New springs cause oversteer for a few. Why?


So I’ve been trying to come up with a theory that fits the symptom that a fraction of folks, not me personally, are experiencing with the new springs. So how about this theory?:

The old rear springs didn’t allow much travel before becoming coilbound. Therefore the rear sway didn’t play much because you’ve gotta have wheel travel for torque to get put on the sway.

With the new springs, the rear has much more freedom to compress, and the new springs aren’t that much stiffer than the old, call it 14%, IIRC. Therefore more rear wheel travel is certainly possible with the new springs. More rear travel would mean more torque on the rear sway which would remove rear traction and cause oversteer.

That doesn’t explain why this is an issue for only “some” cars. Heck, near as I can tell, there’s as many cars that have reacted to the new springs by creating oversteer. So clearly our cars are not as similar as some (me included) imagined.

But at least we now have suspension. As opposed to bound up springs in the rear, and riding the bumpstops all the way thru the turn in the front. You fast guys were able to use your magic to cope with that, but the rest of us struggled.

So, you buy this theory? Some are experiencing oversteer now because the additional available rear wheel travel is causing rear sways to work harder than before?


It’s critical that we understand under what circumstances that the oversteer happens otherwise “why” will be obfuscated by “opinion”. As the crew chief or driver-coach at this point your job is to carefully elicit at this point specifically where the oversteer is happening in the 4 phases of the corner:

  1. Braking
  2. Brake release/initial turn-in
  3. Mid-turn (near apex & max-throttle application)
  4. Corner exit.

Also keep in the back of your mind that I get understeer when I throw the car into a turn too fast and oversteer when I’m clumsy on the steering wheel during turn in.

  1. So if you get oversteer under braking then the car is basically too soft front and too stiff rear and probably has some nasty alignment and/or braking problems.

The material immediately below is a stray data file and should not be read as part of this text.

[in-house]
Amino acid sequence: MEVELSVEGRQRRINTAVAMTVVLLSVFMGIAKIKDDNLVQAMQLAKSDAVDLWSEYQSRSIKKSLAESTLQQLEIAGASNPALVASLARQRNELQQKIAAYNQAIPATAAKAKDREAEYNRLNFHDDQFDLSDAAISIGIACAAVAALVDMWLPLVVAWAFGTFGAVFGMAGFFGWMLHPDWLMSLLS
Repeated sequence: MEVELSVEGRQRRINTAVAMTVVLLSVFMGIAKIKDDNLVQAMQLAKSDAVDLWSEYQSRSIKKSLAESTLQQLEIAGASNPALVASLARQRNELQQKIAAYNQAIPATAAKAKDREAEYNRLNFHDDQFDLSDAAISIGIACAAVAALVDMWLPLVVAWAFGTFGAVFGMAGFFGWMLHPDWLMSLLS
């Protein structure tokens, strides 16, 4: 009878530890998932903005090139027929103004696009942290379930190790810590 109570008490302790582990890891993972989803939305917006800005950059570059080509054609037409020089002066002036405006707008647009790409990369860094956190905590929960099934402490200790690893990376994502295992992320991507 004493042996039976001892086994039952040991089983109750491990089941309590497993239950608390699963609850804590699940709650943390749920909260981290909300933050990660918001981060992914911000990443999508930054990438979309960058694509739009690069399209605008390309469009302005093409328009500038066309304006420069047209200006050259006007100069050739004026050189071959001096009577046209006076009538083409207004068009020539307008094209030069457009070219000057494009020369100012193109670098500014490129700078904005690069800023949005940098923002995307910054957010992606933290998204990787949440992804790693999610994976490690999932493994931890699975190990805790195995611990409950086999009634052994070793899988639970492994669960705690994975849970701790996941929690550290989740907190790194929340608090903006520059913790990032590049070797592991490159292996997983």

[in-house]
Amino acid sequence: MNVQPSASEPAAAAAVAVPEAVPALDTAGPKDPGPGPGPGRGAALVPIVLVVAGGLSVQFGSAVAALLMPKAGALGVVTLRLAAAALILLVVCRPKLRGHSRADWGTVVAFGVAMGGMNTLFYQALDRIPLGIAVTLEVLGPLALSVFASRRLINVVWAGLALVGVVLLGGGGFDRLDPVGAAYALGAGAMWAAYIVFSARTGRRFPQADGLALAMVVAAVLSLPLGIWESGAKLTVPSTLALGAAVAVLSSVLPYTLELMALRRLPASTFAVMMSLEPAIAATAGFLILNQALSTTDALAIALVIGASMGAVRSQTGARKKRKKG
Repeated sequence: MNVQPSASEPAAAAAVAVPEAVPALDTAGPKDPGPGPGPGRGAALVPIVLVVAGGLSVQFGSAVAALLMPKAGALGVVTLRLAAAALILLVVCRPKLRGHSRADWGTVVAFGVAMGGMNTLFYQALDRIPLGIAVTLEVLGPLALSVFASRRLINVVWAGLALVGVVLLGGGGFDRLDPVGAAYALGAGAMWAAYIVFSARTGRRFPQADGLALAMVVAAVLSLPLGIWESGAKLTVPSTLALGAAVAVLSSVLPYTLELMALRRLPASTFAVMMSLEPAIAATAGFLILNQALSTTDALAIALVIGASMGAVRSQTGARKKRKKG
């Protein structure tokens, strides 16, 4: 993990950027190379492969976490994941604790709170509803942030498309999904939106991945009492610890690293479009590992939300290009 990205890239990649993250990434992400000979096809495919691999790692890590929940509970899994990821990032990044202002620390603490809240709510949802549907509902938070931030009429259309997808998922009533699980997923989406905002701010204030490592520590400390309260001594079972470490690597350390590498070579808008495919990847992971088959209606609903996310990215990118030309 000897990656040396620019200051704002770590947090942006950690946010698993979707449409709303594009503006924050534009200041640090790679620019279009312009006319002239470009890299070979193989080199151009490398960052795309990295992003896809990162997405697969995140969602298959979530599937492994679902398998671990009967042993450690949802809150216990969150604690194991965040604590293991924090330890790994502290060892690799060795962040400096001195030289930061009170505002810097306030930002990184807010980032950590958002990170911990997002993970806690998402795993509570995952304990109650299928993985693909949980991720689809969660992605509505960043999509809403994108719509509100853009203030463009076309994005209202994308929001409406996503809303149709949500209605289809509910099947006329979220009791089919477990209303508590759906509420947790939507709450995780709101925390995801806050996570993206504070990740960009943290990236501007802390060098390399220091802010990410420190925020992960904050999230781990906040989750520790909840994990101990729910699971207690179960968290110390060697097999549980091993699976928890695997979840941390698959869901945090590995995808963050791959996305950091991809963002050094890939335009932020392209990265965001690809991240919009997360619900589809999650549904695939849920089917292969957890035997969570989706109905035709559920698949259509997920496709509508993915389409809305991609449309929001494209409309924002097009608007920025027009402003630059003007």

2. Oversteer at brake release/initial turn in is more problematic to resolve. First task as the driver is to slow down the steering and throttle inputs to smooth out the cars’ response to them. The next thing to do is understand whether the road surface is bumpy or there is a particularly large curb that the driver is running over. Keep in mind that this part of the turn should be “steady state” and unwanted movement in the cars’ attitude would indicate driver issues, or road issues. - My advice is that if everything is correct - raise the car a 1/2 turn on the rear height adjustment. That being said I did soften the rear bar in my car this week to calm down the initial response to turn in. {rationale: I was having to be too smooth with the steering wheel and missing a few apexes because I was over compensating for the an over-enthusiastic rear end.}

  3. If you’re getting oversteer at the mid-turn/apex/max-throttle input phase, then I’d look at the rear ride height almost without hesitation. Again as long as the driver and car are in control, then unwanted movement is likely due to road surface and/or ride height issues. As a point to consider, It might be indicative of mechanical issues (like a crazy alignment or a loose something-or-other), but there’s no way to know unless the driver is “getting it right” too. Note that the rear sway bar isn’t the major player in the handling equation at this point in the turn, it’s really down to springs and shocks. So the solution should be in most cases spring/ride height related. As long as everything else checks out of course.

  4. Crazy driver. :wink:


Hmm, interesting theory, but I’m not sure I agree. If our old springs were bound up in any kind of roll situation, that would mean you would essentially have a wheel rate of infinity which would not be conducive to a stable rear end. Also, if you look at any pictures of us on the old setup you’ll see plenty of rear roll accompanying the roll up front.

It is odd that some people are having issues though. I’m running full soft on my rear SE30 bar just as I had with the old springs. I was considering trying out some tricks with a softer rear bar, but the springs seemed to have improved what I was trying to chase down and I’m pretty happy with my car the way it is right now.